The Naked Advice

Model & Writer Liz LaPoint answers your questions about dating, sex, and relationships

Adam wrote: “So I was adopted from another country and my parents brought me to the United States. They were very European and decided not to circumcise me. I have heard that it’s a major turn off to girls. But I have also heard that girls really like it. I have never had an issue with cleaning it. But what’s the best way to help girls understand or at least not turn away in disgust when they find out I’m not cut?

And do you think that the opinion of cut vs uncut is changing? I’ve seen more men in porn and on chaturbate that have uncut penises. Thoughts?

Liz says: If a woman acts disgusted or weirded out by your perfectly natural, un-mutilated body, ask her “Do you wish your parents had asked a doctor to slice off your labia when you were a newborn, or do you appreciate that they didn’t and prefer to just keep your genitals clean?”

If a woman finds your uncircumcised penis a turn-off and she can’t comprehend your point, dump her. Move on quickly and don’t look back. How would she feel about a man who took a look at her labia and was disgusted?

Americans have been bamboozled in a lot of ways, and the belief that routine male infant circumcision is necessary as a preventive measure for good health is one of them. Every supposed reason someone names for why it’s a good thing could be applied to females, too. For example, females would suffer from fewer urinary tract infections too if we didn’t have all that extra skin down there. So why don’t we also perform routine infant circumcision on baby girls?

The answer is that it started as a way to prevent teenaged boys from wanting to masturbate. They used to believe over a century ago that if boys didn’t have that foreskin that aided masturbation, it wouldn’t feel as good and they’d be less likely to masturbate. This is why whenever I hear a guy claim he’s “glad” he was circumcised, I point out that while I’m glad he doesn’t seem to be traumatized by it, he doesn’t know what he’s missing. In other words, it’s easier to be okay with it when you don’t know and never will know how much better sex could be had you not had a certain body part removed when you were born.

So basically, routine male circumcision began with the goal of controlling boys’ sexuality and then in order to convince society to continue once people started questioning the practice, they came up with all sorts of health benefits to justify it. These health benefits, by the way, could be utilized by simply keeping your genitals clean and practicing safe sex, exactly the way women do it. Wearing condoms, washing properly, abstinence until marriage, not putting foods or douches into your genitals, etc, also reduce your chances of having UTI’s, STD’s and cancer. Should we burn off the skin on our hands if it reduces the spread of germs, or should we just wash our hands regularly?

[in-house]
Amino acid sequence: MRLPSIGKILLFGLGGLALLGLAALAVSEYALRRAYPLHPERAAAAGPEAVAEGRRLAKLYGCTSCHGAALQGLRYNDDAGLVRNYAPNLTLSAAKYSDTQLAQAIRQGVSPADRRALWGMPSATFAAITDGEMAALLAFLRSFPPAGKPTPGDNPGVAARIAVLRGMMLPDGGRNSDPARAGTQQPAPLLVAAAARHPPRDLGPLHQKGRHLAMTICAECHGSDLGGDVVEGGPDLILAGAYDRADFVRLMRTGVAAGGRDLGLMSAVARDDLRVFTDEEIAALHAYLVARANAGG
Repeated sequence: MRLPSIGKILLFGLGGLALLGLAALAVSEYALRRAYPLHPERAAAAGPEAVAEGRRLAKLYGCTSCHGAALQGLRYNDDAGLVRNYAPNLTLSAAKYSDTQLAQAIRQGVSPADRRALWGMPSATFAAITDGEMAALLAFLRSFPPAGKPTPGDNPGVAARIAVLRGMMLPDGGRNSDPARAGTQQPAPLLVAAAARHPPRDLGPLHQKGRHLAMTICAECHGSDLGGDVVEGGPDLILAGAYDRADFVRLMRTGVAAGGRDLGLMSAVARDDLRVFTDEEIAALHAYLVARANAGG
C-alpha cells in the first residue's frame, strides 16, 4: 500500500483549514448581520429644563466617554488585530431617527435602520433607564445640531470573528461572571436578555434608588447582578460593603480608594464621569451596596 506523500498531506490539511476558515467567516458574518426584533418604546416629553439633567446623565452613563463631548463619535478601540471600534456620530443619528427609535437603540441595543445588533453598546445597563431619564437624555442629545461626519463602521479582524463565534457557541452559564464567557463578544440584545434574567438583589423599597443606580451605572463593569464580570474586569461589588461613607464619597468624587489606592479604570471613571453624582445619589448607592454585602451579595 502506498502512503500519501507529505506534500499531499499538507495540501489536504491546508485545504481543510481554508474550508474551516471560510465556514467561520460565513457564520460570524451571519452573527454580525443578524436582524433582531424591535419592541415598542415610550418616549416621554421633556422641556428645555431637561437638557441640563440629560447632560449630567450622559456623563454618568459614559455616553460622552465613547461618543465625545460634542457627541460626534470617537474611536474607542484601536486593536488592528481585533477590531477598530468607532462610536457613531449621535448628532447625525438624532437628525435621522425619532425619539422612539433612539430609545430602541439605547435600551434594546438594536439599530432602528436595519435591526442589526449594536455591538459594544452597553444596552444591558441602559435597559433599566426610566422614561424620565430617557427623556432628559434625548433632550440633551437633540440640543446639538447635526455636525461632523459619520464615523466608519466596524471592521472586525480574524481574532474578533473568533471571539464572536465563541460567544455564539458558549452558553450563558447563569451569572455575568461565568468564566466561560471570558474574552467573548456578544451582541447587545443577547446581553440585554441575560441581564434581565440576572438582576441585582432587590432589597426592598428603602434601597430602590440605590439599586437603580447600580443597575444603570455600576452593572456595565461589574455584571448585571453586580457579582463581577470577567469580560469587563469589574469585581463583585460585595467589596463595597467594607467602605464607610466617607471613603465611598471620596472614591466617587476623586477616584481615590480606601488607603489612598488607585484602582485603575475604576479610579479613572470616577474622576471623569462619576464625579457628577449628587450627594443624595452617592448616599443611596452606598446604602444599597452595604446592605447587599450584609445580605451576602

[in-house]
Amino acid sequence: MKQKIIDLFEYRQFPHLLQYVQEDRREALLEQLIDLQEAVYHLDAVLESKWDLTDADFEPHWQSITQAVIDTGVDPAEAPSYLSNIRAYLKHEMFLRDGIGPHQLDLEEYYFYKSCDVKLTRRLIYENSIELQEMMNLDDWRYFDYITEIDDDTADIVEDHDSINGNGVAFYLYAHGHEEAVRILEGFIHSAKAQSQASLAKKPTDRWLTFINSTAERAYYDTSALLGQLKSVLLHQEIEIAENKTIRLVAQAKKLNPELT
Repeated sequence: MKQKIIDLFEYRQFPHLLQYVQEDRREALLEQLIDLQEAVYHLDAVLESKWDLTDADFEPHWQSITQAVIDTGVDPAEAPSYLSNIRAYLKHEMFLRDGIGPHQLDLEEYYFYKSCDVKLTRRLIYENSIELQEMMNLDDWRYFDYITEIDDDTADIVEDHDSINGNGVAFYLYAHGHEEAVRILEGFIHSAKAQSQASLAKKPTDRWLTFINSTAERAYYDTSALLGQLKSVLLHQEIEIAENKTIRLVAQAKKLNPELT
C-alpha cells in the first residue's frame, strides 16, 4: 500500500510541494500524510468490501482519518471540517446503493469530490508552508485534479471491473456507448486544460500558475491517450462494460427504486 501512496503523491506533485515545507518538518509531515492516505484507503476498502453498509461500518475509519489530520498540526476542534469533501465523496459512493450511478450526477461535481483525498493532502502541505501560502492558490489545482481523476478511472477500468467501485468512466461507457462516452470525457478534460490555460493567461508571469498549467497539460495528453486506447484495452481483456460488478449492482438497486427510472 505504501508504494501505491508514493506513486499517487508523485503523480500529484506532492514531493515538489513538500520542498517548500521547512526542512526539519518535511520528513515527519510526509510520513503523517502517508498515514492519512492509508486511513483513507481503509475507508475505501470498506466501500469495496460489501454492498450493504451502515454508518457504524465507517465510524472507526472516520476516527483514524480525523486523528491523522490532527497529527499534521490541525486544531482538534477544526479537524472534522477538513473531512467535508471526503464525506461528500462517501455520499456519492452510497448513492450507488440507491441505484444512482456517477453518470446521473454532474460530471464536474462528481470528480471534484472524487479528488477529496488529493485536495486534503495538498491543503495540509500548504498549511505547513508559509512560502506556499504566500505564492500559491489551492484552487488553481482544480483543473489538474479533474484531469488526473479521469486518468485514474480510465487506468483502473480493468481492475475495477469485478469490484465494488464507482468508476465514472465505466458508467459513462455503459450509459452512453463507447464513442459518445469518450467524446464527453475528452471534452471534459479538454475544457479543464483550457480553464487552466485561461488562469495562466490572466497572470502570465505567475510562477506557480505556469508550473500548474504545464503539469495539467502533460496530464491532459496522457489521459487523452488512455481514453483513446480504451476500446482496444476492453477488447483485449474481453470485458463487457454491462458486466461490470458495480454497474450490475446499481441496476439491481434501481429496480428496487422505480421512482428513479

(I’m excluding the religious reasons for routine infant circumcision because most of the U.S. population is not Jewish, so the reasons it has become customary in the U.S. with Christians and non-religious people are going to be different than the reason Jewish people do it.)

Rates have gone down in the U.S. as more and more people stop to actually think about what they’ve been told, so you are less alone than you realize here. One compelling reason more parents are opting out is because they understand that they shouldn’t have the right to remove a part of their child’s body without his consent when there is no medically necessary justification for it. If their son wants to have it removed when he is old enough to make that decision, that’s his right, but it should be up to him.

Here is the official statement on routine male circumcision by the American Academy of Pediatrics:  “After a comprehensive review of the scientific evidence, the American Academy of Pediatrics found the health benefits of newborn male circumcision outweigh the risks, but the benefits are not great enough to recommend universal newborn circumcision.

While the AAP says the benefits outweigh the risks, I don’t see how it’s worth risking your son losing his penis just to possibly prevent future infections (infections he could have just prevented with safe sex and cleanliness). It may be rare, but botched circumcisions happen. For one particularly depressing example, read here about David Reimer.

So to summarize my thoughts on the matter: don’t let anyone make you feel “dirty” or less attractive because your penis wasn’t irreversibly altered when you were born. Love your body and only date women who also love your body (there are plenty of women who love natural penises)!

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4 thoughts on “He Wants To Know If Girls Will Find His Un-Circumcised Penis “Disgusting”

  1. Coyote from Orion says:

    Timing is important. I mean, choose the right time and place for showing and it will definitely help

    Liked by 1 person

  2. Steve says:

    Hey Liz, I am a religious new and I have to say I really appreciate your sensitivity in that you did not outwardly condemn the practice of circumcision as part of religious practice. I acknowledge fully that religion and western standards are at times contradictory, and I fully sympathize with one who would see this act as controversial, yet as an extremely important aspect of my religion, it saddens me that many people can be as close minded to it as they are so as to completely denounce the practice. Although, it is genuinely baffling to me that the practice has become so common among people who aren’t jewish.

    Liked by 1 person

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